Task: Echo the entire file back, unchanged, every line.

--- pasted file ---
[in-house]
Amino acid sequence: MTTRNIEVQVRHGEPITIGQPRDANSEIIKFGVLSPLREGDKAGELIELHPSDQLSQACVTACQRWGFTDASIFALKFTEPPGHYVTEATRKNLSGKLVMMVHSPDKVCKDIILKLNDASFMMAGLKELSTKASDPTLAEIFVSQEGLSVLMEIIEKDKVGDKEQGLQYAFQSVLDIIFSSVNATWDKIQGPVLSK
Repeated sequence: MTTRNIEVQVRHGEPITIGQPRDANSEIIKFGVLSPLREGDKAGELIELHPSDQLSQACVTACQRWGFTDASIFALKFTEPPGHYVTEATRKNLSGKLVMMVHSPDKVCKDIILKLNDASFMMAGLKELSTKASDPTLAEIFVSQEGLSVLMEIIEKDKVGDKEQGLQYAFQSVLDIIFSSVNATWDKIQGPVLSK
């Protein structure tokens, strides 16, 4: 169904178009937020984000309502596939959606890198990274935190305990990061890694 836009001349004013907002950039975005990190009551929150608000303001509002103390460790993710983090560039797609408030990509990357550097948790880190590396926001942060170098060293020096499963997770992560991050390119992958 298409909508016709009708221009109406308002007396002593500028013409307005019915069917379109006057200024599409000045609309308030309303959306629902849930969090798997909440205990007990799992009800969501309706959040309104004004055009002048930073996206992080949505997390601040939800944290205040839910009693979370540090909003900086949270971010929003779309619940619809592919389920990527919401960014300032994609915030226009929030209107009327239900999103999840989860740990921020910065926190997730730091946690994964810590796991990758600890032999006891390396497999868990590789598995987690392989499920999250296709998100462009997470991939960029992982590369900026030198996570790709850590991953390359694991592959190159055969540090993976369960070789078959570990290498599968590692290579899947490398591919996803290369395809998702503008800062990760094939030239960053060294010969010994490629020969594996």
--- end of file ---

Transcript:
[in-house]
Amino acid sequence: MTTRNIEVQVRHGEPITIGQPRDANSEIIKFGVLSPLREGDKAGELIELHPSDQLSQACVTACQRWGFTDASIFALKFTEPPGHYVTEATRKNLSGKLVMMVHSPDKVCKDIILKLNDASFMMAGLKELSTKASDPTLAEIFVSQEGLSVLMEIIEKDKVGDKEQGLQYAFQSVLDIIFSSVNATWDKIQGPVLSK
Repeated sequence: MTTRNIEVQVRHGEPITIGQPRDANSEIIKFGVLSPLREGDKAGELIELHPSDQLSQACVTACQRWGFTDASIFALKFTEPPGHYVTEATRKNLSGKLVMMVHSPDKVCKDIILKLNDASFMMAGLKELSTKASDPTLAEIFVSQEGLSVLMEIIEKDKVGDKEQGLQYAFQSVLDIIFSSVNATWDKIQGPVLSK
């Protein structure tokens, strides 16, 4: 169904178009937020984000309502596939959606890198990274935190305990990061890694 836009001349004013907002950039975005990190009551929150608000303001509002103390460790993710983090560039797609408030990509990357550097948790880190590396926001942060170098060293020096499963997770992560991050390119992958 298409909508016709009708221009109406308002007396002593500028013409307005019915069917379109006057200024599409000045609309308030309303959306629902849930969090798997909440205990007990799992009800969501309706959040309104004004055009002048930073996206992080949505997390601040939800944290205040839910009693979370540090909003900086949270971010929003779309619940619809592919389920990527919401960014300032994609915030226009929030209107009327239900999103999840989860740990921020910065926190997730730091946690994964810590796991990758600890032999006891390396497999868990590789598995987690392989499920999250296709998100462009997470991939960029992982590369900026030198996570790709850590991953390359694991592959190159055969540090993976369960070789078959570990290498599968590692290579899947490398591919996803290369395809998702503008800062990760094939030239960053060294010969010994490629020969594996």